When the subject of estate planning comes up, creating a trust almost inevitably becomes part of the discussion. The reason for this is simple – trusts are flexible enough that numerous estate planning goals can be furthered using one of the various types of trusts. If you are unfamiliar with trusts, it will help to get a better idea why you might want to create a Waukegan revocable trust.
What Is a Revocable Trust?
A trust is a fiduciary legal arrangement that allows a third party, referred to as a Trustee, to hold assets on behalf of a beneficiary or beneficiaries. Trusts can be arranged in many ways and can specify exactly how and when the assets pass to the beneficiaries. All trusts can be broadly divided into two categories – testamentary or living (inter vivos) trusts. Testamentary trusts are typically activated by a provision in the Settlor’s (trust creator) Last Will and Testament and, therefore, do not become active during the lifetime of the Settlor. Because they are activated by the Settlor’s Will, which can always be revoked, a testamentary trust is always revocable. Conversely, a living trust activates during the Settlor’s lifetime. Living trusts can be further sub-divided into revocable and irrevocable living trusts. If the trust is a revocable living trust, as the name implies, the Settlor may modify or terminate the trust at any time. An irrevocable living trust, however, cannot be modified or revoked by the Settlor at any time nor for any reason unless a court grants the right to revoke or modify the trust.
Why Create a Revocable Trust?
The problem most people face when contemplating the addition of a trust to their estate plan is knowing which type of trust to use. Given the highly personal nature of estate planning, it is always best to consult with your estate planning attorney when making any decisions relating to your plan. You may find it beneficial, however, to learn some of the most common reasons why a revocable trust is included in an estate plan, such as:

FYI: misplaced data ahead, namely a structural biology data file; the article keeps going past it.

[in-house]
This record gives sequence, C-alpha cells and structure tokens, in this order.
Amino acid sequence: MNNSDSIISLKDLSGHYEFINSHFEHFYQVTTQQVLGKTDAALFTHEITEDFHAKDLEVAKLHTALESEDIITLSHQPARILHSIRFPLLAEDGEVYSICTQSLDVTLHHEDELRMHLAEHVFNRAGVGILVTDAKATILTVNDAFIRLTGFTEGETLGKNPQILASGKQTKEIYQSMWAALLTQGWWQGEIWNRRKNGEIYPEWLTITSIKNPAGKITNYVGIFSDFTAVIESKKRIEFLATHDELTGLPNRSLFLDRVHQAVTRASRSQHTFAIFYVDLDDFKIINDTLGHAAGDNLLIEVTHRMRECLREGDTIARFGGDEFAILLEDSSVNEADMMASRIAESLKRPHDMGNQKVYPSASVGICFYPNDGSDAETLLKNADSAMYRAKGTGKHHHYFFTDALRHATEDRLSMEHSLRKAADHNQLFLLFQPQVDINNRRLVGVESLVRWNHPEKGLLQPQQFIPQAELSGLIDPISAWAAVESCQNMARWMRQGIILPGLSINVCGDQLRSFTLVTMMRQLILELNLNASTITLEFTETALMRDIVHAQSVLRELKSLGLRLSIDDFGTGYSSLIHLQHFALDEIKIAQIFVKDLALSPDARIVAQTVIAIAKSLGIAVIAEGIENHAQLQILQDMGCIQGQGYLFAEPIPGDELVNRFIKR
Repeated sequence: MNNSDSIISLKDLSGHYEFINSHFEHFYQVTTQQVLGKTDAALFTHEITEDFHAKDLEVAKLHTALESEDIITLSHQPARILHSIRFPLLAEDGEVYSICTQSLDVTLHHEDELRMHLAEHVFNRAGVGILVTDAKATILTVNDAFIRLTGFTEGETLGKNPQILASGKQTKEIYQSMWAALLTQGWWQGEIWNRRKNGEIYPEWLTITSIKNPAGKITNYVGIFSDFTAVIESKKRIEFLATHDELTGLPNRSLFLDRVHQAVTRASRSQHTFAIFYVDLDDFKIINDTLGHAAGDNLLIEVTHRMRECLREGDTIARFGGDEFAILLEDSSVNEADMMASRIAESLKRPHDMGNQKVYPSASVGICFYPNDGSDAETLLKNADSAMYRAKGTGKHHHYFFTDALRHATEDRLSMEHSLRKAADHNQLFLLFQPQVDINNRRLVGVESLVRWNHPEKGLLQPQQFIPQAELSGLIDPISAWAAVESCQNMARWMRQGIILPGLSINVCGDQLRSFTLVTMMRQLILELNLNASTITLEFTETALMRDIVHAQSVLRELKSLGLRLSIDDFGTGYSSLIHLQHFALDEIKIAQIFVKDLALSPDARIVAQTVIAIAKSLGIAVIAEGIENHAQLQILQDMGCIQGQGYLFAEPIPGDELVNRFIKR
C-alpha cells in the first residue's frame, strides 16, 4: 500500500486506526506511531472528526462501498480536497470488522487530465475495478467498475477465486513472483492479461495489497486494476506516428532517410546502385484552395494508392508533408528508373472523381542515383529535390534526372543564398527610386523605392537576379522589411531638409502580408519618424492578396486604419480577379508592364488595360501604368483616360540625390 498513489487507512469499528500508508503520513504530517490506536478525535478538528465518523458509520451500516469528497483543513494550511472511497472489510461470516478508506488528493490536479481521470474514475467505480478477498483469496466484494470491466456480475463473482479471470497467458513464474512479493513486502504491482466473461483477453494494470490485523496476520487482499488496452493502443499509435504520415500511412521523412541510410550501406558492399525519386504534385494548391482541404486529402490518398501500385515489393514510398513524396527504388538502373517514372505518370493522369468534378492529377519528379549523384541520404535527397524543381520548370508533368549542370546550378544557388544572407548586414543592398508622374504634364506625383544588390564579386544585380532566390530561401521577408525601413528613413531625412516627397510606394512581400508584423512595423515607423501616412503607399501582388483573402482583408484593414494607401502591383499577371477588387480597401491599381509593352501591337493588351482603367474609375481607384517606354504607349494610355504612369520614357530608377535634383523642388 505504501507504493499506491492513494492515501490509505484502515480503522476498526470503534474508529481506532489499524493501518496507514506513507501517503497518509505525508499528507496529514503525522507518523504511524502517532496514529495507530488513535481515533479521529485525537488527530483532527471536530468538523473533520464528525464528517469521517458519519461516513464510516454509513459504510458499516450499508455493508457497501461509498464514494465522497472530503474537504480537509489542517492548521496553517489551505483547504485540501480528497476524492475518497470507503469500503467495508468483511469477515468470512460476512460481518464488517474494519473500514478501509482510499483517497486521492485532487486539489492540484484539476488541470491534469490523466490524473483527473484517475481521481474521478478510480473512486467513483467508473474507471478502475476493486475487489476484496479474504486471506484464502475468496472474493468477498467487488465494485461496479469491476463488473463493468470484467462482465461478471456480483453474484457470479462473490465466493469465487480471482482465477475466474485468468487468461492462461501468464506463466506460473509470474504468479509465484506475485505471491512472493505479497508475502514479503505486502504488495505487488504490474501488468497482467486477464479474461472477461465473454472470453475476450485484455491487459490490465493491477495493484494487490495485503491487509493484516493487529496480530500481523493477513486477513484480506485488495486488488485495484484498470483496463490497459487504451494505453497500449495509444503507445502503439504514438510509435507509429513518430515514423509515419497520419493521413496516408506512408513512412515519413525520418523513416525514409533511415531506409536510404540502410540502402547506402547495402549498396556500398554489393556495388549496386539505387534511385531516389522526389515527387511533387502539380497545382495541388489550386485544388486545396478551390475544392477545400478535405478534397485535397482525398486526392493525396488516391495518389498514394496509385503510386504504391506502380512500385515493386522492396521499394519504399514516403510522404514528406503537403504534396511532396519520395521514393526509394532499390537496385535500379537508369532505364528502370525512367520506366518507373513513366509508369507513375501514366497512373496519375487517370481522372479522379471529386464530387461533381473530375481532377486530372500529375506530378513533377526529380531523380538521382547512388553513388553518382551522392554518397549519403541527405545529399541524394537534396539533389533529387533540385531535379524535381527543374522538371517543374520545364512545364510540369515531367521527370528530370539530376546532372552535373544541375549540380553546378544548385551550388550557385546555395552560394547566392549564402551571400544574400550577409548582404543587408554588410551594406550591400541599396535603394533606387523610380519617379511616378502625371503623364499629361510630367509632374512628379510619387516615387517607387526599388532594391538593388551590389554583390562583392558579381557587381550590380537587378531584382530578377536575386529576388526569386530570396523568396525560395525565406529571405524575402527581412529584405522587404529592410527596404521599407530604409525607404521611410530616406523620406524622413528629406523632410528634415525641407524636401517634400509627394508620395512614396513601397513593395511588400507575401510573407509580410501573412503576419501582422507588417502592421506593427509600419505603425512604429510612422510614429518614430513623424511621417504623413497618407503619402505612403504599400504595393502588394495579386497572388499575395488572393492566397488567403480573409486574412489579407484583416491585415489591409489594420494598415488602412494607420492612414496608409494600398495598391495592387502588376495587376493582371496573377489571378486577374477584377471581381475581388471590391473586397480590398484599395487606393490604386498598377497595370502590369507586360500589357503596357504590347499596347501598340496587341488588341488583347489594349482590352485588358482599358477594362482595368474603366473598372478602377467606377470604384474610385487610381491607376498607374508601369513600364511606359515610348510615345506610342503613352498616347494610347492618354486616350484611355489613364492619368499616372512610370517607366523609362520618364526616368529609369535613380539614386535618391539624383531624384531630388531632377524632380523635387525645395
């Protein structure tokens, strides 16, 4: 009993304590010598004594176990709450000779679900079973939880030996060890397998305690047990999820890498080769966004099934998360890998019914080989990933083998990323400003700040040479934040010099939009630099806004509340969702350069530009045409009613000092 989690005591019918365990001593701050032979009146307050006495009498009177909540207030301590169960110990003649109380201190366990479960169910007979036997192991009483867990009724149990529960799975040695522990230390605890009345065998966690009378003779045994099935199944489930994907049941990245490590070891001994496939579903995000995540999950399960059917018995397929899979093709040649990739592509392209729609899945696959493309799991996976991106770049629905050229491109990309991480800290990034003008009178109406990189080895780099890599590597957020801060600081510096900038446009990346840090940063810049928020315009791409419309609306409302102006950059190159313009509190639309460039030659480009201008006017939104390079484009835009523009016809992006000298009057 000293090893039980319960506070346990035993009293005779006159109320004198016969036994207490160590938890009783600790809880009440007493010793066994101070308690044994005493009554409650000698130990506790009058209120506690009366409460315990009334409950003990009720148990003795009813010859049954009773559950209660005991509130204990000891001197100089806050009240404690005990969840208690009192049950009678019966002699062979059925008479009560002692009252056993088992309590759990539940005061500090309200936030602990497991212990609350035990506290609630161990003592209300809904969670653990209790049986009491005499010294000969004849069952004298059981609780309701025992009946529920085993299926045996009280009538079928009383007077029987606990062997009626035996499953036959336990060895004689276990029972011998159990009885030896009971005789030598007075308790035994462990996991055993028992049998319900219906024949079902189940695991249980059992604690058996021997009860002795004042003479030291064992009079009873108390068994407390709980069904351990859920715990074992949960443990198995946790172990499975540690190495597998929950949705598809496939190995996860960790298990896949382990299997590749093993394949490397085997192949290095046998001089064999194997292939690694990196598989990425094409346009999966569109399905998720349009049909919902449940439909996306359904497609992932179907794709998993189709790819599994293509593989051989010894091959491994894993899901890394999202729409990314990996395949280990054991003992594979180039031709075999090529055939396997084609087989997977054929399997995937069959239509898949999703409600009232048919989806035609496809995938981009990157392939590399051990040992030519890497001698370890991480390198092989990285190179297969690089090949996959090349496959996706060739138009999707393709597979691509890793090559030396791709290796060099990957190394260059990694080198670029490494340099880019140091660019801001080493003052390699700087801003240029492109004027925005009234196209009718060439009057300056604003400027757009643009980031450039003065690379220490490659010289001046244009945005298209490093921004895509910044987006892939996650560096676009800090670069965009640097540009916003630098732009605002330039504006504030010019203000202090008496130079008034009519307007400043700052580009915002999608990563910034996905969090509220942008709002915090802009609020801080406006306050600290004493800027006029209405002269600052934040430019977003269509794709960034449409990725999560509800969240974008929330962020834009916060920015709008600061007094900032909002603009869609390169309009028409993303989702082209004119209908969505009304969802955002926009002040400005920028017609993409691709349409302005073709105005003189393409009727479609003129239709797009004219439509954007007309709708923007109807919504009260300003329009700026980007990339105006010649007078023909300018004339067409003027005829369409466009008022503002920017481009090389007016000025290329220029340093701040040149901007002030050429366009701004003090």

- Incapacity planning – a comprehensive estate plan should plan for the possibility of your incapacity as well as the eventuality of your death. If you do become incapacitated at any point in time, someone will have to take over control of your assets and finances. A revocable living trust serves as an excellent incapacity planning tool by allowing you to appoint yourself as the Trustee and appoint the person you want to take over control of your estate as your Successor Trustee. Assets are transferred into the trust and you continue to manage them as long as you are able. If you become incapacitated, the Successor Trustee takes over control of the trust assets without the need for any additional steps.
- Protecting the inheritance of a minor child – for a parent — particularly the parent of a minor child – one of the primary goals of an estate plan is usually to ensure that the child is financially provided for if something happens to the parent. If you are the parent of a minor child, however, your minor child cannot inherit directly from your estate. To resolve this dilemma, many parents choose to create a testamentary trust. Using a testamentary trust makes sense because the trust won’t be needed unless the parent dies. If it is needed, the Trustee can manage the trust assets until the child reaches the age at which the assets can be distributed directly to the child.
- Avoiding probate – at the time of your death, the assets you own will make up the estate that you leave behind. Probate is the legal process that is usually required before those assets can be distributed to beneficiaries. Probate can be a time consuming and expensive process which is why people often include probate avoidance as one of their estate planning goals. One way to significantly decrease your estate’s exposure to the probate process is to use a revocable living trust. Assets held in a trust bypass the probate process and can, therefore, be distributed to the intended beneficiaries shortly after your death.
Contact a Waukegan Revocable Trust Attorney
For additional information, please join us for an upcoming FREE seminar. If you have additional questions or concerns about creating a revocable trust, contact an experienced Waukegan revocable trust attorney at Hedeker Law, Ltd. by calling (847) 913-5415 to schedule an appointment.
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